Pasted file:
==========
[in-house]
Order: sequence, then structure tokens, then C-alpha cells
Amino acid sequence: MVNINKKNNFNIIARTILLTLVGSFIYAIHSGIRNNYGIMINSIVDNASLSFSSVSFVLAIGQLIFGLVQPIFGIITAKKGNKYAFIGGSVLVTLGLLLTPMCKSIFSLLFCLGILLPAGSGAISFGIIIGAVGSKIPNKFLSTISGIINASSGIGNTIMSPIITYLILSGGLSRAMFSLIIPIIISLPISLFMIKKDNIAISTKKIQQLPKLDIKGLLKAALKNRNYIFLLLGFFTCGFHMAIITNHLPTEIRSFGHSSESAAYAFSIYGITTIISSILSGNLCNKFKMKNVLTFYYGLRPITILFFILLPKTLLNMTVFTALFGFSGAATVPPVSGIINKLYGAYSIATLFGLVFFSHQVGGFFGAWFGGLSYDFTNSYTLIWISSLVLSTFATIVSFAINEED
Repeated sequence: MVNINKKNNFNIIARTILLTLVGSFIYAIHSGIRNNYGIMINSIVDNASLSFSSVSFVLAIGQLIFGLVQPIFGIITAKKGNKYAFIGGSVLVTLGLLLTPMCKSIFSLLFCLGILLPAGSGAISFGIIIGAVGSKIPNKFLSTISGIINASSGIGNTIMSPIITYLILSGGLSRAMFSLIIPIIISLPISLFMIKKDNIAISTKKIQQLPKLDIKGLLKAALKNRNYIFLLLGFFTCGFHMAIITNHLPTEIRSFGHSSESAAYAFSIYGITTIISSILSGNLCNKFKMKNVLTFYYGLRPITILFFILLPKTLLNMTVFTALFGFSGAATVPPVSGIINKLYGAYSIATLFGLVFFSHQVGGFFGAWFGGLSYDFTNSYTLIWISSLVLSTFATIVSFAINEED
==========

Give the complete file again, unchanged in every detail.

[in-house]
Order: sequence, then structure tokens, then C-alpha cells
Amino acid sequence: MVNINKKNNFNIIARTILLTLVGSFIYAIHSGIRNNYGIMINSIVDNASLSFSSVSFVLAIGQLIFGLVQPIFGIITAKKGNKYAFIGGSVLVTLGLLLTPMCKSIFSLLFCLGILLPAGSGAISFGIIIGAVGSKIPNKFLSTISGIINASSGIGNTIMSPIITYLILSGGLSRAMFSLIIPIIISLPISLFMIKKDNIAISTKKIQQLPKLDIKGLLKAALKNRNYIFLLLGFFTCGFHMAIITNHLPTEIRSFGHSSESAAYAFSIYGITTIISSILSGNLCNKFKMKNVLTFYYGLRPITILFFILLPKTLLNMTVFTALFGFSGAATVPPVSGIINKLYGAYSIATLFGLVFFSHQVGGFFGAWFGGLSYDFTNSYTLIWISSLVLSTFATIVSFAINEED
Repeated sequence: MVNINKKNNFNIIARTILLTLVGSFIYAIHSGIRNNYGIMINSIVDNASLSFSSVSFVLAIGQLIFGLVQPIFGIITAKKGNKYAFIGGSVLVTLGLLLTPMCKSIFSLLFCLGILLPAGSGAISFGIIIGAVGSKIPNKFLSTISGIINASSGIGNTIMSPIITYLILSGGLSRAMFSLIIPIIISLPISLFMIKKDNIAISTKKIQQLPKLDIKGLLKAALKNRNYIFLLLGFFTCGFHMAIITNHLPTEIRSFGHSSESAAYAFSIYGITTIISSILSGNLCNKFKMKNVLTFYYGLRPITILFFILLPKTLLNMTVFTALFGFSGAATVPPVSGIINKLYGAYSIATLFGLVFFSHQVGGFFGAWFGGLSYDFTNSYTLIWISSLVLSTFATIVSFAINEED